What is the Key?

What is the “Key”?

Pentecost 49

 

It is a word used almost every day by thousands of people and yet, it several meanings are as diverse as those who say the word.  What do we really mean when we use the word “key” and just how can we make it extraordinary in its every day, ordinary usage?

 

The word “key” not only has multiple meanings, most very different from one another but even its etymology is diverse and somewhat unknown.  Just as many refugees have become orphans from their homeland, the word “key” has become something of a nomadic term and yet it not only exists, it is as mentioned before commonly used but people of all cultures and socioeconomic levels.

 

If you believe the word is of Greek origin, then it comes to us from the Greek κλαί or clais or clidaria which translates as “lock”.  One might be forgiven if one assumed this to be the only history of the word since most of us think of a tool inserted into locks to open them as being a “key”.   Just as the hundreds of thousands of refugees in the world are diverse, so are the meanings of the word “key”.  Before its use by the Greeks and others in describing a tool by which one could open a lock, the Latin language of the Roman Empire had a word that translates as key and that word was “clavis” which later became the French “clef”, both of which were defined as a tone or … key.  That is not the only meaning of the word, however.

 

The history of the word “key” can also be traced to the Middle English “keie”, from Old English “cæg” which meant a metal piece that worked a lock, which might have come from the Old Frisian word “kei”.  Frisians were an ethnic group native to the Netherlands and Germany so the word “key” might also be related to the German word “keie” which is defined as “tool”.  Following the history of man in these regions, the word’s derivation makes sense until we look at the Sanskrit word “kuncika” which is also defined as “key” and means to make crooked.

 

Then there is the Spanish word “cayo” which translates as “shoal or reef”.  It supposedly is derived from the English word “key” meaning “wharf” which was used in the early fourteenth century.  The English word supposedly was derived from the French “kai” which meant a sand bank or quay.  Thus, we have many meanings for a commonly used word and yet, with all its different meanings, it is not a word frequently misunderstood.  Somehow in the midst of all the multiplicity, we are able to discern the meaning we need to assign to it at the time we use it.  We see past its diversity to the heart of the matter.

 

How much more productive would our world be if we could do that with our living?  If we could not focus on the diversity or difference and just get to the core points, the “key” factors you might say, then we could perhaps cure some of the most devastating illnesses or find better ways to utilize our resources and feed everyone, eliminating hunger and the resulting diseases and ills that accompany it.  If we realized that, like the word key, we too have many different beginnings but can work together and effectively, we could eliminate bullying, hatred, and the killings that accompany such.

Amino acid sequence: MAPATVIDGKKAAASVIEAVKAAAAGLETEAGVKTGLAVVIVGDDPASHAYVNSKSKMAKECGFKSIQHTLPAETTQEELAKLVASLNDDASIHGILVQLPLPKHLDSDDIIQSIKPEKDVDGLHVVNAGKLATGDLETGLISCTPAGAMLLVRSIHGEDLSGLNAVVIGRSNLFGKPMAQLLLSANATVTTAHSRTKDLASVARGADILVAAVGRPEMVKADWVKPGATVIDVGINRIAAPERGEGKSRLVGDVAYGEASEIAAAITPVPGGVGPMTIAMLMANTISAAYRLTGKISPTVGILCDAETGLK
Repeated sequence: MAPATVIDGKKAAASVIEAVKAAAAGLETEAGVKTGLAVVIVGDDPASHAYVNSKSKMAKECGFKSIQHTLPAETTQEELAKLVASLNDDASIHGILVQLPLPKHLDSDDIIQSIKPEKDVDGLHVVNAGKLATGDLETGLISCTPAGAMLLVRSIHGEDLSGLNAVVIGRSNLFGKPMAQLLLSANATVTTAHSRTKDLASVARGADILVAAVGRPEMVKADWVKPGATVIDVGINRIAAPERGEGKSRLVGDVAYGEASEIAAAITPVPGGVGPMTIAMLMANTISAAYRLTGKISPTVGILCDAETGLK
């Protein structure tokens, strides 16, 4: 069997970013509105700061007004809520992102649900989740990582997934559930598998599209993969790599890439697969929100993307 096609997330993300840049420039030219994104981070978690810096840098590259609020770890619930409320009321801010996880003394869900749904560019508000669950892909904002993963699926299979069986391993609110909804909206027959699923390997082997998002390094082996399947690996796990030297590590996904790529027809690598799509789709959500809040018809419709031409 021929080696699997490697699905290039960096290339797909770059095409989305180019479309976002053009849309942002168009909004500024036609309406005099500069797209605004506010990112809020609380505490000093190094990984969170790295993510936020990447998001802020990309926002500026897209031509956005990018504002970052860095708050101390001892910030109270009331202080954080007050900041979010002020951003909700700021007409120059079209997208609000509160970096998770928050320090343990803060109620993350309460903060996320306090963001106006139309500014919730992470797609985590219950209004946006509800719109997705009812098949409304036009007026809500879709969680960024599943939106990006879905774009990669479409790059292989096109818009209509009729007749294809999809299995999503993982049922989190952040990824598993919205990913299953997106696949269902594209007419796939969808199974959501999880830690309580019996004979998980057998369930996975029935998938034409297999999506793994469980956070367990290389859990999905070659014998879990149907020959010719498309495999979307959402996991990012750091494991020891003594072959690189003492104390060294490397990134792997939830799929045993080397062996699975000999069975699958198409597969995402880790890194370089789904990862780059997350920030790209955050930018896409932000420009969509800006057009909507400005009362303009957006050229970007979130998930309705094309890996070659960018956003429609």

This is actually part one of a two-part blog post.  The second discusses another use of the word “key”, that of being an avenue of change.  Let’s just focus on the word for now.  This simple word is complex in its history and multiple meanings and yet it confuses no one.  From Europe to Asia to even the Americas, it has humble beginnings that are now used by everyone without dissension.  Perhaps the tool for world peace is the simplicity of the word “key” which, really is a bit complex and yet also quite straightforward.   The word is an effective part of speech because we allow it to be.

 

Today why not let the key to extraordinary living be acceptance, listening to others and allowing them the right to be, to come forth.  You see, the word “key” is also related to the Gothic word “us-kijans” which translates as “come forth”.  Don’t insist that everyone look just like yourself or wear your style of clothing.  Let them be the key to your day; let their diversity enhance your world and allow some diversity to come forward and be a key factor towards making today more interesting, more extraordinary.

 

In the mid twentieth century doctors discovered why orphans in several countries seemed to suffer blindness although at their birth the infants’ eyesight was seemingly healthy.  The orphanages were painted white to help with cleanliness and had little if any decorations.  That meant the infants saw only bland white walls.  They went blind simply because their eye muscles had nothing with which to exercise or grow and, like any body part which is unused, optic ability atrophied resulting in blindness.  Once colors were added and the children were given things upon which to focus, the rate of blindness dropped to being almost non-existent.

 

The key to our making an ordinary day extraordinary might be how we view things and the multiple meanings we allow each other to have.  We all have the ability to be the key to a brighter future.

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